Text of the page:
I considered leaving this rubric blank because I am already telling volumes about myself by creating and writing this blog. Also, maybe the blank box would make it appear that I am subtly nihilistic or admitting that indeed I do not know myself. One thing about myself that came to mind with that last sentence is that I find philosophy funny at times. Hence, as my self-introduction/resume, I have pasted below a short piece of mild satire that I wrote.
The Philosophers’ Soccer Match
The coach looked over the motley assortment of players on the existentialist soccer team and wondered how he would build a cohesive strategy with members of such diverging ideas and backgrounds. There were Pascal and Kierkegaard. They were sound players on the team, but, really, their belief in God did put them at odds with the team captain, Sartre, and his cohorts Heidegger and Camus. On the bench, playing second string, were two humanists, who had tried out, and were close to fitting in with the team.
“Listen up men. We have our first game in a few minutes, and it will be a challenge. We’re playing one of those tryout teams that cherry picks the best: they have stoics, determinists, utilitarians, and, our special challenge, the metaphysicians and ontologists who will throw at us the provable existence of God and a strong defensive line.”
The coach had his team members gathered around him in a semi-circle on the ground in their team jerseys. The jersey had each member’s name on the back because each of them was very proud of his own identity; but, beyond that, they were not uniform in color or style, since each member felt it was his duty to make his own decision about his jersey; only then would he be sure of his own existence. Each, therefore, made the decision as to color and style. It was an exercise of his free will to have a color or to have black or white, to have red socks or white. It would have been tantamount to joining the herd, losing oneself in society to wear a conforming jersey, and that would be an inauthentic experience.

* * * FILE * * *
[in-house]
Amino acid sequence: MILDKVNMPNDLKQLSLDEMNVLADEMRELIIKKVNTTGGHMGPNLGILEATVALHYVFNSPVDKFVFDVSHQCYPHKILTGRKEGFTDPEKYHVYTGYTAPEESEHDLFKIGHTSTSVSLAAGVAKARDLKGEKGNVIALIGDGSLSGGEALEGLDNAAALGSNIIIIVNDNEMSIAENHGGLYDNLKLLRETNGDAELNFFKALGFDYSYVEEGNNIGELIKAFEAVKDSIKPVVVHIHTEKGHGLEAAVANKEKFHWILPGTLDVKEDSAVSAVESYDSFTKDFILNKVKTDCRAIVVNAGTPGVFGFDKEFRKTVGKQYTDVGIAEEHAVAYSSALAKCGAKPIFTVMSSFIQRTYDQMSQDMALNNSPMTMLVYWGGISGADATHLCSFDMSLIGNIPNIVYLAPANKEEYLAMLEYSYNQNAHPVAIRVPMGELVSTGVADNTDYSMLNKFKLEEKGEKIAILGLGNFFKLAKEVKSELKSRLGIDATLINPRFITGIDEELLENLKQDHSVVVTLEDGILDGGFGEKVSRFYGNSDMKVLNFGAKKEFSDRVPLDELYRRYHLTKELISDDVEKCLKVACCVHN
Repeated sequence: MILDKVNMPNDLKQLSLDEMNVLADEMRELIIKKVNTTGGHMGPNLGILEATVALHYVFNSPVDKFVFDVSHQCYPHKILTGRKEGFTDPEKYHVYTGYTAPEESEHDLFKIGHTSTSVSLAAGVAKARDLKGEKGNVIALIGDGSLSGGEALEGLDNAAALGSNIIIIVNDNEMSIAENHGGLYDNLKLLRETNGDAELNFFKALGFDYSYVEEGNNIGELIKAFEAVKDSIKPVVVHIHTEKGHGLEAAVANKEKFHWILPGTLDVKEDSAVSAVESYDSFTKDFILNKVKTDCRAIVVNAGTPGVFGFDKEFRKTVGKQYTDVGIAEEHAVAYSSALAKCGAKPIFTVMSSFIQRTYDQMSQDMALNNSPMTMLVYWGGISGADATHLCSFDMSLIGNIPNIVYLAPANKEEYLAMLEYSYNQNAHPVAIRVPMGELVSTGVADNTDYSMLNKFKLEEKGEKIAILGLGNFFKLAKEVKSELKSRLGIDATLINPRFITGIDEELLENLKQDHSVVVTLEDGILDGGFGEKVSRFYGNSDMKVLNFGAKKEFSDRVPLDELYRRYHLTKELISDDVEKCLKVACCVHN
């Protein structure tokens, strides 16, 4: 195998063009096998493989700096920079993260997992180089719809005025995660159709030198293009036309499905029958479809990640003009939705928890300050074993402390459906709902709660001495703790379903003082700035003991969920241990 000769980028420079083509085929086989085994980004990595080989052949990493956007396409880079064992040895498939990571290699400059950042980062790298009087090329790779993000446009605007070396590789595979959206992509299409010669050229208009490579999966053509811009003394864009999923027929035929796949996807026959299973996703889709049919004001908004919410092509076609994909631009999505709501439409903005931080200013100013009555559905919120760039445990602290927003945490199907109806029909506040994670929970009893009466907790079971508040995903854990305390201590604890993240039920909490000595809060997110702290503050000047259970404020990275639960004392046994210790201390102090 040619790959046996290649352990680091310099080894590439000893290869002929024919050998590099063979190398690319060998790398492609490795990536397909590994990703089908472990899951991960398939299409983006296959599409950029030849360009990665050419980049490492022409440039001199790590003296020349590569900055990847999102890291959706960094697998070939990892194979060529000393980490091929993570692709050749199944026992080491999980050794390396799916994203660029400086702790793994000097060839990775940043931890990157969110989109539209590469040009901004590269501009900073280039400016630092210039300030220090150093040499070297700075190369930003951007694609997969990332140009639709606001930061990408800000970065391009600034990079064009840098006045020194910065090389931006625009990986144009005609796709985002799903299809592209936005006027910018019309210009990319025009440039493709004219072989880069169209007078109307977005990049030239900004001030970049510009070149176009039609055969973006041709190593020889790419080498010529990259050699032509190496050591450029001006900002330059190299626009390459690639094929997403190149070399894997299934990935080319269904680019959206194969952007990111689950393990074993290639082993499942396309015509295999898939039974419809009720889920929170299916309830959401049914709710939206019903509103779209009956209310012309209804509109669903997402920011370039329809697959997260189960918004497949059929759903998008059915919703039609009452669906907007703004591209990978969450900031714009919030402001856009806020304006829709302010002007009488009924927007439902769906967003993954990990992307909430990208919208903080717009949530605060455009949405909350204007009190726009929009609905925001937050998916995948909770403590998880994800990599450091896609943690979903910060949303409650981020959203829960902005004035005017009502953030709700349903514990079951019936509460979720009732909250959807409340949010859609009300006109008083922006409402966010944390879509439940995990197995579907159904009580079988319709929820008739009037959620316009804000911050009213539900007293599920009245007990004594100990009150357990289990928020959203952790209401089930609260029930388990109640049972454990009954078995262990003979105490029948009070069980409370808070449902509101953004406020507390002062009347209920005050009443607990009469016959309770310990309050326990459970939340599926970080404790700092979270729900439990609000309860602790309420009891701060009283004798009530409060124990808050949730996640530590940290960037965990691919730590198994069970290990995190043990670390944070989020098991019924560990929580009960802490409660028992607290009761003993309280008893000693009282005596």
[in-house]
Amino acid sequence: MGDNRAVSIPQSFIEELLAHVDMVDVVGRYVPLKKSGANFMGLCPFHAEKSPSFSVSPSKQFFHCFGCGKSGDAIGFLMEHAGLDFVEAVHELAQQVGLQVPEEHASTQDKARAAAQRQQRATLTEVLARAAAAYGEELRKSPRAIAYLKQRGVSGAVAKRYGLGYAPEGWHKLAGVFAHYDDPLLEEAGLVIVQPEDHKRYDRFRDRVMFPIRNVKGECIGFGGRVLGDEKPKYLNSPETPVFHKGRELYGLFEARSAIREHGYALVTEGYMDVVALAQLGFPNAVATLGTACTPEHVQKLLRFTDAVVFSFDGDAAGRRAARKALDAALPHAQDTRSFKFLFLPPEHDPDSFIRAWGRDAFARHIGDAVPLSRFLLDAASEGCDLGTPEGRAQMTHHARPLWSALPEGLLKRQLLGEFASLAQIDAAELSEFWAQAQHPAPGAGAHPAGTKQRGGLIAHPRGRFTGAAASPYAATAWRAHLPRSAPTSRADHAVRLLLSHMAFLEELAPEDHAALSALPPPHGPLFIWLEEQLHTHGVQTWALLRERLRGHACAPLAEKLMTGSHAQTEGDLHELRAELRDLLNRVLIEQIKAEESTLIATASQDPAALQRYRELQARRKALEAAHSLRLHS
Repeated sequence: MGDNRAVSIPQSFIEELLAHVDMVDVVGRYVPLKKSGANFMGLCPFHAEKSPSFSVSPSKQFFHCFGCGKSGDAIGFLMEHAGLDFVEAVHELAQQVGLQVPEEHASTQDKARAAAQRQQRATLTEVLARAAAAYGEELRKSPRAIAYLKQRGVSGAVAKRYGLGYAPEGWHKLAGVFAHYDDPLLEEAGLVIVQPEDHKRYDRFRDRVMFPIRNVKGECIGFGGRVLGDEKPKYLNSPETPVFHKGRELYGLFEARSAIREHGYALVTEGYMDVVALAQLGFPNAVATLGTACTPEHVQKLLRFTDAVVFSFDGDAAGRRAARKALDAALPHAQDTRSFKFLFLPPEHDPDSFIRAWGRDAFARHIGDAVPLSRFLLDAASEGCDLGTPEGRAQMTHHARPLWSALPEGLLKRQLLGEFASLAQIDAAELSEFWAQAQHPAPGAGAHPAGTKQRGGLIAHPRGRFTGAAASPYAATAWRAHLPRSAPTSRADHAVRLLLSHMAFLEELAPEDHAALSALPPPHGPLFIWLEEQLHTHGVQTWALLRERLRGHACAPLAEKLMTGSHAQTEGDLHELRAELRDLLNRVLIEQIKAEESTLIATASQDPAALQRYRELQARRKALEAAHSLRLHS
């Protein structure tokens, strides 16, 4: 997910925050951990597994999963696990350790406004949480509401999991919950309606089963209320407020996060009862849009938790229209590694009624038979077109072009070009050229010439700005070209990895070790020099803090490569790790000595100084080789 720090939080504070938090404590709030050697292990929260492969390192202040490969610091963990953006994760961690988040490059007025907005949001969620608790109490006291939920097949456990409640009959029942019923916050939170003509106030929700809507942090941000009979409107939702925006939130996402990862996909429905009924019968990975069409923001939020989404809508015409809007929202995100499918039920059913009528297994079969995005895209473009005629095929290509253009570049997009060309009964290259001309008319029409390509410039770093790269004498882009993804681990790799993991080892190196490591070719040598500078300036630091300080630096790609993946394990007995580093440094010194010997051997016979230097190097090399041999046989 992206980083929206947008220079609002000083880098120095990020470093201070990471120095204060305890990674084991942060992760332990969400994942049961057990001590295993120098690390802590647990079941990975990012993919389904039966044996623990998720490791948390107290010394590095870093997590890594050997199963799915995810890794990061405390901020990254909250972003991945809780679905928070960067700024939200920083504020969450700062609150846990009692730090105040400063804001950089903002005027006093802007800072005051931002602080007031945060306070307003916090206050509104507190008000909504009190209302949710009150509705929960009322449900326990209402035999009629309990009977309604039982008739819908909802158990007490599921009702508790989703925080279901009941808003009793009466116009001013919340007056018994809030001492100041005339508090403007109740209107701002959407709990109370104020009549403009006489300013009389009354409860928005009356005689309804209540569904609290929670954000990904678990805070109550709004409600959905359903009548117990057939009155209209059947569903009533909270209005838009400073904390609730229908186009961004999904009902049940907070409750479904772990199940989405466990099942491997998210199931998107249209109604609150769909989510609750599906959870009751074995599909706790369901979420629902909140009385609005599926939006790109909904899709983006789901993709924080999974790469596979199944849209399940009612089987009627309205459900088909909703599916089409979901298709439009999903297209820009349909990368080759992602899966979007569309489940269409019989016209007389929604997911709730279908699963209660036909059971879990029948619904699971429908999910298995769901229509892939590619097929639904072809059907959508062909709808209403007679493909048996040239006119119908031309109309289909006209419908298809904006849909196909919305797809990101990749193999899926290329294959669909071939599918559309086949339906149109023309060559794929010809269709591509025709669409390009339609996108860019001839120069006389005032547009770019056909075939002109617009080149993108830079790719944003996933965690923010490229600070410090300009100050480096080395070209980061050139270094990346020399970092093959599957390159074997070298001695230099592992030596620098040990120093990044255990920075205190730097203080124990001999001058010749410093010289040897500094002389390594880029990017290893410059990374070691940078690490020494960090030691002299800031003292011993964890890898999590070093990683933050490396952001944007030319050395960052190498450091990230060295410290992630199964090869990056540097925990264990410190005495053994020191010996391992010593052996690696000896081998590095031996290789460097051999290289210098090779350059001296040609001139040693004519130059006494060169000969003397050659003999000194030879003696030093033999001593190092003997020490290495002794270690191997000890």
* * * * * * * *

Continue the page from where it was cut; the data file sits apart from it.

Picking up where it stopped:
“Now when you’re out there with the ball, I want you to talk to each other. You have to pass and you need to hear where team mates are. The best pass might be behind you. And remember to pass. Although it might feel that you are alone and solitary in your daily lives, out here on the field, you are not alone.” The coach quickly raised his hand to silence any objections, which he rightly knew were about to be launched. “It is your decision, whether or not to pass,” the coach conceded. “We had that argument last season, and I understand that no one determines when it’s time to pass but yourselves, as authentic beings, but believe me, in this game it is the right decision.”
“Must we talk in French?” Heidegger asked.
“We did decide that would be the team language,” the coach replied, who was an Englishman and no great fan of French. But last year when he proposed his native tongue, being the international language, he was shot down by the team, all of whom agreed that the language of Bacon and Hume would hardly suit a team of existentialists.
“Of course we must speak French!” Sartre exclaimed. “It is the language of existentialism. Without French how can we indulge in those useful aphorisms that carry so much weight and importance in their every syllable? There is no substitute for ‘de trop’ or ‘l’existence avant l’essence.’ ”
“Oui, c’est vrais,” Camus muttered, than added: “Not that I really care. It is of no importance.”
Pascal, came out of his deep thoughts long enough to concur on the choice of language: “Monsieur Sartre certainly has a point there. And, even if I can’t be certain he is right, I’ll wager that he is, just to be on the safe side.”
Camus put out his cigarette raised his dark, heavy lidded eyes and added with a jaded tone: “One imperialist language is as good as the next. In the end it hardly matters.”
“Now, let’s go over our positions.” The coach pulled out a clipboard and was on the verge of making his assignments, when Pascal raised his voice: “Coach, I have been thinking …” the Coach cut him off. “I know Pascal, you are always thinking. Let me get on with this, the game is minutes away.”
“Oh very well,” Pascal replied, downcast, and took a pad, plume and ink well out of his jersey to jot down his pensees before he forgot them.
“Sartre, are you up for center-mid? We need our strongest player there.”